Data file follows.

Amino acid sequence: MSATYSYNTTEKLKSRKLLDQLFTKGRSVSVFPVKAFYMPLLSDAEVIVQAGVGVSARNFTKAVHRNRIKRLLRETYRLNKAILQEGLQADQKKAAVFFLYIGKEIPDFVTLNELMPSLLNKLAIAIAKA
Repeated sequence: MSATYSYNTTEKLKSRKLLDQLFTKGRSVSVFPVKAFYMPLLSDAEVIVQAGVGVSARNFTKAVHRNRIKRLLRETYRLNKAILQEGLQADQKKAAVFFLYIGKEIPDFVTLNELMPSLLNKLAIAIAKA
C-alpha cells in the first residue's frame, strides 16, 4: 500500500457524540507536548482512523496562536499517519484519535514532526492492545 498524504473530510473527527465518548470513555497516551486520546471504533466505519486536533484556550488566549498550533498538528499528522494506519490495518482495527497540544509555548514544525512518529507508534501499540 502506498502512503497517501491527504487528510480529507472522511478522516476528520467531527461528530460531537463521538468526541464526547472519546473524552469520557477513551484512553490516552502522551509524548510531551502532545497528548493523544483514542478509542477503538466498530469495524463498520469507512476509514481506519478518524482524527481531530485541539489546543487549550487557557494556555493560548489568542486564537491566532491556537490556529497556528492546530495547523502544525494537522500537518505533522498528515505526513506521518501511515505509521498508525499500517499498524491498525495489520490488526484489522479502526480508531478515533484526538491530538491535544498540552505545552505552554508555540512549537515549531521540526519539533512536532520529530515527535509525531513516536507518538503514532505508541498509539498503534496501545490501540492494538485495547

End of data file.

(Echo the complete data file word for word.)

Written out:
Amino acid sequence: MSATYSYNTTEKLKSRKLLDQLFTKGRSVSVFPVKAFYMPLLSDAEVIVQAGVGVSARNFTKAVHRNRIKRLLRETYRLNKAILQEGLQADQKKAAVFFLYIGKEIPDFVTLNELMPSLLNKLAIAIAKA
Repeated sequence: MSATYSYNTTEKLKSRKLLDQLFTKGRSVSVFPVKAFYMPLLSDAEVIVQAGVGVSARNFTKAVHRNRIKRLLRETYRLNKAILQEGLQADQKKAAVFFLYIGKEIPDFVTLNELMPSLLNKLAIAIAKA
C-alpha cells in the first residue's frame, strides 16, 4: 500500500457524540507536548482512523496562536499517519484519535514532526492492545 498524504473530510473527527465518548470513555497516551486520546471504533466505519486536533484556550488566549498550533498538528499528522494506519490495518482495527497540544509555548514544525512518529507508534501499540 502506498502512503497517501491527504487528510480529507472522511478522516476528520467531527461528530460531537463521538468526541464526547472519546473524552469520557477513551484512553490516552502522551509524548510531551502532545497528548493523544483514542478509542477503538466498530469495524463498520469507512476509514481506519478518524482524527481531530485541539489546543487549550487557557494556555493560548489568542486564537491566532491556537490556529497556528492546530495547523502544525494537522500537518505533522498528515505526513506521518501511515505509521498508525499500517499498524491498525495489520490488526484489522479502526480508531478515533484526538491530538491535544498540552505545552505552554508555540512549537515549531521540526519539533512536532520529530515527535509525531513516536507518538503514532505508541498509539498503534496501545490501540492494538485495547